George Fox Survival Guide: The Bon

Reported by Romare Ashford (Guest Submission)

After a warm welcome from the card-swiper, you enter the Bon. The cafeteria has a modern look to it, including an assortment of family tables and square cocktail tables divided into three parts with booth seats aligned horizontally. Between the sections is a silverware station that is never full, except occasionally with misplaced forks, spoons and knives. The glass windows on the side of the Bon open right up to George Fox’s canyon that leads to paths for quiet time and DTR benches.

Entering the Bon as a freshman can be quite stressful for someone who doesn’t know how to navigate it. Where do I sit if I need homework space or a meeting with faculty or need alone time? On burger day, how do I get through this line? Food sucks, what are my options? I’m getting tired of eating the same old routine meals every week.

“[I] hate when people act like they don’t know how lines [work],” said Jared Mar, junior at GFU. Line placement is very key on a crowded day at the Bon. You’re next in line, but this decision makes or breaks the flow of the Bon. Do the right thing. Pick the line position that doesn’t block the middle of the line.

Let's break down the complex methodology of finding a seat in the Bon on a regular lunch block. Like finding a seat in class, a seat tells you a lot about a person. The square cocktail tables are used for people on the go, conversations with professors, and those who love people watching from elevated points. Single tables hugging the windows of the Bon are used for aggressive cramming before exams and dramatic window dazing with headphones on. Booth seats and round tables are used for just about everything from student government teams, RES hall dinners, athletics teams, and department meetings.

Bon food can be rough at times. But we pay for these meals already, so let's find a solution to what we already have.

“The best part about the Bon is the cereal and ice cream, but sometimes it's soggy, and sometimes the ice cream is freezer burned. The saltines are the best part of the [Bon], the worst days are when there are no saltines in the Bon,” said Nicola, a junior at GFU. The Bon does have good food, you just have to be willing to improvise.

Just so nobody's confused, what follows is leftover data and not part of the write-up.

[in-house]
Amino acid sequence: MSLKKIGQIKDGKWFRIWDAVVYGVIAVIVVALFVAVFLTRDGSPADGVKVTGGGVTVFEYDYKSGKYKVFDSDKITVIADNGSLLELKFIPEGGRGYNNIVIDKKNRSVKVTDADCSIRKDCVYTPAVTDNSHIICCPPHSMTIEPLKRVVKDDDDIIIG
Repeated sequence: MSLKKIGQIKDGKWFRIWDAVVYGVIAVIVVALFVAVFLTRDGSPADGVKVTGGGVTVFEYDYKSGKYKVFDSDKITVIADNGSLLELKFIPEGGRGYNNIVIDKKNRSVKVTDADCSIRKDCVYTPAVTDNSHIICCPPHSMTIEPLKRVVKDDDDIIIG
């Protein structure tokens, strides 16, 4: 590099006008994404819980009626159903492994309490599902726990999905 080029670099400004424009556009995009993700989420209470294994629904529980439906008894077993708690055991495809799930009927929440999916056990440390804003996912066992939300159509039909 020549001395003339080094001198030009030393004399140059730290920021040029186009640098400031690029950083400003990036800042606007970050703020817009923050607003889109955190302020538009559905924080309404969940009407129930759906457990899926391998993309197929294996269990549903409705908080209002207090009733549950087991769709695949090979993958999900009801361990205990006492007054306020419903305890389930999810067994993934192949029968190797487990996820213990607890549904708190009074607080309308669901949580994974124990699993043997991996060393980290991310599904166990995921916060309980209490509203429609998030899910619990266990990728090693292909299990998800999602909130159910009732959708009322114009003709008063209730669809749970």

First, the chicken—is it really that bad? The chicken can be cooked, unseasoned, burned or dry. Even Saturday chicken strip night can get boring after eating every Saturday for 5+ weeks. Here are a few things you can make with the chicken: chicken parmesan, Caesar salads, and grilled chicken sandwiches. The parmesan dish can only be made on Saturdays.

You collect your regular amount of chicken strips. Then you gather pasta and marinara sauce from the pasta bar. Dice chicken strips to spread over the bowl of pasta. Add sauce and the parmesan and chicken strips become a fine pasta dish from Olive Garden.

A Caesar salad is just as easy as it sounds. Take some chicken from the Bon. Dice it up and pick your choice of greens for your salads. Throw all that into a bowl. Sandwich your salad with another bowl and shake well until salad is mixed to perfection.  

Making a grilled sandwich will be the easiest. Grab yourself a slice of bread and the chicken of the day. Use the panini machine to toast your sandwich and then grill the sandwich to a crisp. Add lettuce and cheese, and just like that you got yourself a Chick-fil-A level sandwich.

Now you have a good dinner happening. It just needs a dessert to bring it all together. For a classic Bon dessert, you can make an ice cream sandwich and cake layered cup.

The cookies look good, but they are stale. Tough as rocks? No problem! First, you get your pick of cookie and send it through the toaster oven. This gives your cookies a soft inside and crunchy outside. Grab a scoop of ice cream to put between the cookies, place the sandwich on a plate, and enjoy.

Next up you can make a cake layered cup fit to be seen on Food Network. For this all you need is a cup, brownie, cake, and ice cream. Grab a brownie of your choice. Scoop a bowl of ice cream. Then cut out brownie with the cup and add the ice cream layer after. Repeat this process until you have a finished cake layered cup.

Jessica DaughertyComment